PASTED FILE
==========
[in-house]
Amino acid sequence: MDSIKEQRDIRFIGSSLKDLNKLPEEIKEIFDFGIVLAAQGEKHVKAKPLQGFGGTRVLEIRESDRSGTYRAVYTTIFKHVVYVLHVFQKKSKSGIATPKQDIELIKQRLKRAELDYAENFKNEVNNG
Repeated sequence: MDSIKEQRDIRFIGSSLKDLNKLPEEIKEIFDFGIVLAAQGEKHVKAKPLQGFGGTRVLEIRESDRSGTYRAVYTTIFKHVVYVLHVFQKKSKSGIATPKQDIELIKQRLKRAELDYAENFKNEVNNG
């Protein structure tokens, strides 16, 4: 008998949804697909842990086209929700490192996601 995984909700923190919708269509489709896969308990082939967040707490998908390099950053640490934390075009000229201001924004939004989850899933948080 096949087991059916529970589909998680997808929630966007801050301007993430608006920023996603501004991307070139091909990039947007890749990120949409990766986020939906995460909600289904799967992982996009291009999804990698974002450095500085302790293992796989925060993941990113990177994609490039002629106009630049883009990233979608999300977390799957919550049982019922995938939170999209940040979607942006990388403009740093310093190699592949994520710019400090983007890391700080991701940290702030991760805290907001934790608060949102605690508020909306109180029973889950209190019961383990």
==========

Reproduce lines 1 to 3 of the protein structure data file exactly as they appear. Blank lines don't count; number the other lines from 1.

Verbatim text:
[in-house]
Amino acid sequence: MDSIKEQRDIRFIGSSLKDLNKLPEEIKEIFDFGIVLAAQGEKHVKAKPLQGFGGTRVLEIRESDRSGTYRAVYTTIFKHVVYVLHVFQKKSKSGIATPKQDIELIKQRLKRAELDYAENFKNEVNNG
Repeated sequence: MDSIKEQRDIRFIGSSLKDLNKLPEEIKEIFDFGIVLAAQGEKHVKAKPLQGFGGTRVLEIRESDRSGTYRAVYTTIFKHVVYVLHVFQKKSKSGIATPKQDIELIKQRLKRAELDYAENFKNEVNNG